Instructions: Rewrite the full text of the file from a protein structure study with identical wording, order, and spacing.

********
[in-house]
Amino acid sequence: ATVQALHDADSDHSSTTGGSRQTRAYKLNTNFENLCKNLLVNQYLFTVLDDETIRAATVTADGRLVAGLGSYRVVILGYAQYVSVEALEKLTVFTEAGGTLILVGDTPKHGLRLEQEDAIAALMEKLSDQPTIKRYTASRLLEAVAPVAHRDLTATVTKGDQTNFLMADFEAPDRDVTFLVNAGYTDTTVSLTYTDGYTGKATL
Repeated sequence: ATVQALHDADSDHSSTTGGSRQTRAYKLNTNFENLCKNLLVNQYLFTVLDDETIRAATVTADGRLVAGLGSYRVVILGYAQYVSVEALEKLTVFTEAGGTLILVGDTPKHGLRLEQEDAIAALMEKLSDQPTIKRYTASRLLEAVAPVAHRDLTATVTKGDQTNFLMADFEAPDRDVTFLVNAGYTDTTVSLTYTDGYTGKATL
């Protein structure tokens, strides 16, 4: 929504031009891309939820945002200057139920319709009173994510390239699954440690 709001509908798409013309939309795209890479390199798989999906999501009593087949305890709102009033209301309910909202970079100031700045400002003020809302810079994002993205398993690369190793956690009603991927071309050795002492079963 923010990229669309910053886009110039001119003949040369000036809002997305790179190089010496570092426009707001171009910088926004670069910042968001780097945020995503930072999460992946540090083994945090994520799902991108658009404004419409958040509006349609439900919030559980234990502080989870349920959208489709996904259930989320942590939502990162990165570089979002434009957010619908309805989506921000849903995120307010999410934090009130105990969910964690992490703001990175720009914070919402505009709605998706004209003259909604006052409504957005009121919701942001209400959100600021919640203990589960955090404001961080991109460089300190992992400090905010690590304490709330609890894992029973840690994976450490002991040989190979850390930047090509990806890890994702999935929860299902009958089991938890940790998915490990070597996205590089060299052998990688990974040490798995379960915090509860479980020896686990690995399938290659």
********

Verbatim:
[in-house]
Amino acid sequence: ATVQALHDADSDHSSTTGGSRQTRAYKLNTNFENLCKNLLVNQYLFTVLDDETIRAATVTADGRLVAGLGSYRVVILGYAQYVSVEALEKLTVFTEAGGTLILVGDTPKHGLRLEQEDAIAALMEKLSDQPTIKRYTASRLLEAVAPVAHRDLTATVTKGDQTNFLMADFEAPDRDVTFLVNAGYTDTTVSLTYTDGYTGKATL
Repeated sequence: ATVQALHDADSDHSSTTGGSRQTRAYKLNTNFENLCKNLLVNQYLFTVLDDETIRAATVTADGRLVAGLGSYRVVILGYAQYVSVEALEKLTVFTEAGGTLILVGDTPKHGLRLEQEDAIAALMEKLSDQPTIKRYTASRLLEAVAPVAHRDLTATVTKGDQTNFLMADFEAPDRDVTFLVNAGYTDTTVSLTYTDGYTGKATL
């Protein structure tokens, strides 16, 4: 929504031009891309939820945002200057139920319709009173994510390239699954440690 709001509908798409013309939309795209890479390199798989999906999501009593087949305890709102009033209301309910909202970079100031700045400002003020809302810079994002993205398993690369190793956690009603991927071309050795002492079963 923010990229669309910053886009110039001119003949040369000036809002997305790179190089010496570092426009707001171009910088926004670069910042968001780097945020995503930072999460992946540090083994945090994520799902991108658009404004419409958040509006349609439900919030559980234990502080989870349920959208489709996904259930989320942590939502990162990165570089979002434009957010619908309805989506921000849903995120307010999410934090009130105990969910964690992490703001990175720009914070919402505009709605998706004209003259909604006052409504957005009121919701942001209400959100600021919640203990589960955090404001961080991109460089300190992992400090905010690590304490709330609890894992029973840690994976450490002991040989190979850390930047090509990806890890994702999935929860299902009958089991938890940790998915490990070597996205590089060299052998990688990974040490798995379960915090509860479980020896686990690995399938290659």